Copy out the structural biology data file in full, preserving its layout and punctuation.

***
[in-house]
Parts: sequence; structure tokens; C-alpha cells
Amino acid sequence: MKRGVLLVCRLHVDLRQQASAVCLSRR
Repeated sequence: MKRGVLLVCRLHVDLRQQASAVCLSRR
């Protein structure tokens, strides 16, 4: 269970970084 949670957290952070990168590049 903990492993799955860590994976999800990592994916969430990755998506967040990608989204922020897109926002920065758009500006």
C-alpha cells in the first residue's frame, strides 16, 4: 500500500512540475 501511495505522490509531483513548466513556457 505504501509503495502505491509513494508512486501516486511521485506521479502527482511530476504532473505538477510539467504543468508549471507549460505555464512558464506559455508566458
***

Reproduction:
[in-house]
Parts: sequence; structure tokens; C-alpha cells
Amino acid sequence: MKRGVLLVCRLHVDLRQQASAVCLSRR
Repeated sequence: MKRGVLLVCRLHVDLRQQASAVCLSRR
């Protein structure tokens, strides 16, 4: 269970970084 949670957290952070990168590049 903990492993799955860590994976999800990592994916969430990755998506967040990608989204922020897109926002920065758009500006």
C-alpha cells in the first residue's frame, strides 16, 4: 500500500512540475 501511495505522490509531483513548466513556457 505504501509503495502505491509513494508512486501516486511521485506521479502527482511530476504532473505538477510539467504543468508549471507549460505555464512558464506559455508566458